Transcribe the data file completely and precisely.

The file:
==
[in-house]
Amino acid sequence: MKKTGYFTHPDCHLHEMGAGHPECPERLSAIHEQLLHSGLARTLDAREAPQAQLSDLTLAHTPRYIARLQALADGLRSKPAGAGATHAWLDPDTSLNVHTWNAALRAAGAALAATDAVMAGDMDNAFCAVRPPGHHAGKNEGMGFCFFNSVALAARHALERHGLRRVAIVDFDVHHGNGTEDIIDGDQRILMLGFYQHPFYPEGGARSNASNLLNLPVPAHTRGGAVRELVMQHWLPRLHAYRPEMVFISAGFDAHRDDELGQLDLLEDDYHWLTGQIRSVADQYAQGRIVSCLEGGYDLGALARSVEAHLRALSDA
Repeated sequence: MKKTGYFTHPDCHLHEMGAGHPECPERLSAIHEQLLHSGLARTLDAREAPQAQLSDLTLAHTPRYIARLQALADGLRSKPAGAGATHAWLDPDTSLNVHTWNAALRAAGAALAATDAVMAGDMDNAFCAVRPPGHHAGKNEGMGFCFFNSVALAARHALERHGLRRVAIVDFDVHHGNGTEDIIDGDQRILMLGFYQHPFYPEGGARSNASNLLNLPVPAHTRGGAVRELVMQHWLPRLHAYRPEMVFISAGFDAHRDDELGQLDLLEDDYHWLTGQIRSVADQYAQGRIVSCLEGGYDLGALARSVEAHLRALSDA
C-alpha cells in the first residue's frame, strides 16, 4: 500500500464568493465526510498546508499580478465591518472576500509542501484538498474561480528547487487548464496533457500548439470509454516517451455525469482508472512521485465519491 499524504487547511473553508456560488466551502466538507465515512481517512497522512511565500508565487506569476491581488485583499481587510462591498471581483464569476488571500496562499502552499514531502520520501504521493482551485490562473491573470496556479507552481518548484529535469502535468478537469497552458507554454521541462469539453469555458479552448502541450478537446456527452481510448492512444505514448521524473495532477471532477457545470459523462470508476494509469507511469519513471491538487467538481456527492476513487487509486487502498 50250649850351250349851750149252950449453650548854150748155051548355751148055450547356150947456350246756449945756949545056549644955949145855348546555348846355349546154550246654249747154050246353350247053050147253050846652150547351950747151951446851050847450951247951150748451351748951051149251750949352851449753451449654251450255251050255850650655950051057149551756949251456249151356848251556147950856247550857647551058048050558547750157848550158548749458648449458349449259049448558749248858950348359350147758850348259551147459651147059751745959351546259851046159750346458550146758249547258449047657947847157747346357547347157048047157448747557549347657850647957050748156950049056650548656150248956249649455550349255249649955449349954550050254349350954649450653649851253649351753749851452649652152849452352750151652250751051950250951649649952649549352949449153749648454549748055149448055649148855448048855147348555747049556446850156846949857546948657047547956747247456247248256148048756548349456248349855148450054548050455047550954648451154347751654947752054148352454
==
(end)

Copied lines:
[in-house]
Amino acid sequence: MKKTGYFTHPDCHLHEMGAGHPECPERLSAIHEQLLHSGLARTLDAREAPQAQLSDLTLAHTPRYIARLQALADGLRSKPAGAGATHAWLDPDTSLNVHTWNAALRAAGAALAATDAVMAGDMDNAFCAVRPPGHHAGKNEGMGFCFFNSVALAARHALERHGLRRVAIVDFDVHHGNGTEDIIDGDQRILMLGFYQHPFYPEGGARSNASNLLNLPVPAHTRGGAVRELVMQHWLPRLHAYRPEMVFISAGFDAHRDDELGQLDLLEDDYHWLTGQIRSVADQYAQGRIVSCLEGGYDLGALARSVEAHLRALSDA
Repeated sequence: MKKTGYFTHPDCHLHEMGAGHPECPERLSAIHEQLLHSGLARTLDAREAPQAQLSDLTLAHTPRYIARLQALADGLRSKPAGAGATHAWLDPDTSLNVHTWNAALRAAGAALAATDAVMAGDMDNAFCAVRPPGHHAGKNEGMGFCFFNSVALAARHALERHGLRRVAIVDFDVHHGNGTEDIIDGDQRILMLGFYQHPFYPEGGARSNASNLLNLPVPAHTRGGAVRELVMQHWLPRLHAYRPEMVFISAGFDAHRDDELGQLDLLEDDYHWLTGQIRSVADQYAQGRIVSCLEGGYDLGALARSVEAHLRALSDA
C-alpha cells in the first residue's frame, strides 16, 4: 500500500464568493465526510498546508499580478465591518472576500509542501484538498474561480528547487487548464496533457500548439470509454516517451455525469482508472512521485465519491 499524504487547511473553508456560488466551502466538507465515512481517512497522512511565500508565487506569476491581488485583499481587510462591498471581483464569476488571500496562499502552499514531502520520501504521493482551485490562473491573470496556479507552481518548484529535469502535468478537469497552458507554454521541462469539453469555458479552448502541450478537446456527452481510448492512444505514448521524473495532477471532477457545470459523462470508476494509469507511469519513471491538487467538481456527492476513487487509486487502498 50250649850351250349851750149252950449453650548854150748155051548355751148055450547356150947456350246756449945756949545056549644955949145855348546555348846355349546154550246654249747154050246353350247053050147253050846652150547351950747151951446851050847450951247951150748451351748951051149251750949352851449753451449654251450255251050255850650655950051057149551756949251456249151356848251556147950856247550857647551058048050558547750157848550158548749458648449458349449259049448558749248858950348359350147758850348259551147459651147059751745959351546259851046159750346458550146758249547258449047657947847157747346357547347157048047157448747557549347657850647957050748156950049056650548656150248956249649455550349255249649955449349954550050254349350954649450653649851253649351753749851452649652152849452352750151652250751051950250951649649952649549352949449153749648454549748055149448055649148855448048855147348555747049556446850156846949857546948657047547956747247456247248256148048756548349456248349855148450054548050455047550954648451154347751654947752054148352454